Passover begins tonight at sundown, marking the first of eight days and nights of no leavened bread to commemorate the Jews' liberation from Egyptian slavery. Tonight and tomorrow night, observant Jews will participate in Passover seders, structured dinners throughout which the story of Passover is retold.
Themes from the tale are symbolized by five, sometimes six, food items on the seder plate, many of which are also eaten throughout the meal.
Unlike other Jewish holidays, Passover foods are decidedly more nutritious. Compare spring greens and bitter herbs to the deep-fried latkes and jelly donuts of Hanukkah! Below, we've spelled out some of the perks of the seder plate components. Just match the numbered item on the plate to the corresponding explanations below. Then let us know how Passover inspires you to get (or stay) healthy in the comments.
1. Roasted Bone
A symbol of the offering brought to the temple in Jerusalem, the bone is the only inedible item on the seder plate. The bone is traditionally from a lamb or chicken. However, non-meat-eaters might be onto something with their vegetarian substitutions, at least when it comes to health. Both beets (since they appear to "bleed") and sweet potatoes (the "Paschal Yam", a play on the "Paschal Lamb") are loaded with nutritious perks. The deep red color of beets comes from a host of phytonutrients that act as anti-inflammatories and antioxidants. And sweets are loaded with beta carotene, which ups immunity and protects your skin, while providing a hefty dose of fiber.
2. Romaine Lettuce
One of two bitter herbs on the seder plate, romaine is decidedly less nutritious than horseradish (more on that below). (Both bitter herbs symbolize the bitter times the Jews faced as slaves in Egypt.) But that's not to say this lettuce has nothing to offer. A serving packs more than your daily recommended amount of vitamin A, a good dose of C and some fiber, too, all for very few calories.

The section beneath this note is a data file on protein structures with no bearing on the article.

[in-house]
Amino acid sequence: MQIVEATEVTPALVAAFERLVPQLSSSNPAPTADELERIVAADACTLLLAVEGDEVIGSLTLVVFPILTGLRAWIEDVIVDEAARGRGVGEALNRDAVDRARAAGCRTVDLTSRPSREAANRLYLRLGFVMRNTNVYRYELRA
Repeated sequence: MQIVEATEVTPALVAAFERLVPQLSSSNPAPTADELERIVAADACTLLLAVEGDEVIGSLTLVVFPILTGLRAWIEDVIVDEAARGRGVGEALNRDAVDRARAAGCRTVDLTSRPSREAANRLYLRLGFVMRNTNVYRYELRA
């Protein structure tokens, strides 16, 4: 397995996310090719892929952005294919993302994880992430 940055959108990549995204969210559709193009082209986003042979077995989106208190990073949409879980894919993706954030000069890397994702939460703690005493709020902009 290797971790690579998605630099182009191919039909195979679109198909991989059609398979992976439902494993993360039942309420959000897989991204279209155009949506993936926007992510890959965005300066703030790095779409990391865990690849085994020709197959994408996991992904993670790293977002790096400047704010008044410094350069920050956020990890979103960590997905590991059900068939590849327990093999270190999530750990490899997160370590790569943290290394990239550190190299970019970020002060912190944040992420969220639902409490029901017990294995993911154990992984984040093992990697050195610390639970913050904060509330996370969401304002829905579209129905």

Apples, walnuts and red wine all earned spots on our list of the 50 Healthiest Foods Of All Time. This tasty mixture is meant to resemble bricks and mortar on the seder plate, a reminder of the Jews' slavery in Egypt. Together, the ingredients offer fiber, protection against heart disease, inflammation reduction and lowered cholesterol.
Often parsley or celery, some say this spring veggie symbolizes the newness of the season. (Some use a boiled potato or a raw onion.) While often discarded as a garnish, parsley is actually a very good source of a number of vitamins and nutrients, including A, C and K, folate, calcium, iron and potassium. It's also been used for medicinal purposes, including for UTIs, digestion issues and asthma, among other conditions, according to WebMD.
Grandpa might encourage you to eat this bitter herb to clear out your sinuses, but horseradish has doctor-approved perks, too. In fact, the root can be used for UTIs, joint pain and coughs, according to WebMD, thanks to possible bacteria-fighting powers. It's also a member of the brassica family of plants, which includes nutritional powerhouses like kale and broccoli and seems to offer some cancer protection.
6. Hard-Boiled Egg
Another reminder of Passover offerings, eggs have faced controversy due to their naturally-occurring cholesterol. But the dietary cholesterol in eggs has been shown to play no role in increasing risk of heart disease in most people, according to the Mayo Clinic. Eggs are rich in choline, important for memory, as well as lutein and zeaxanthin, key for eyesight. Eggs are also a great source of protein.
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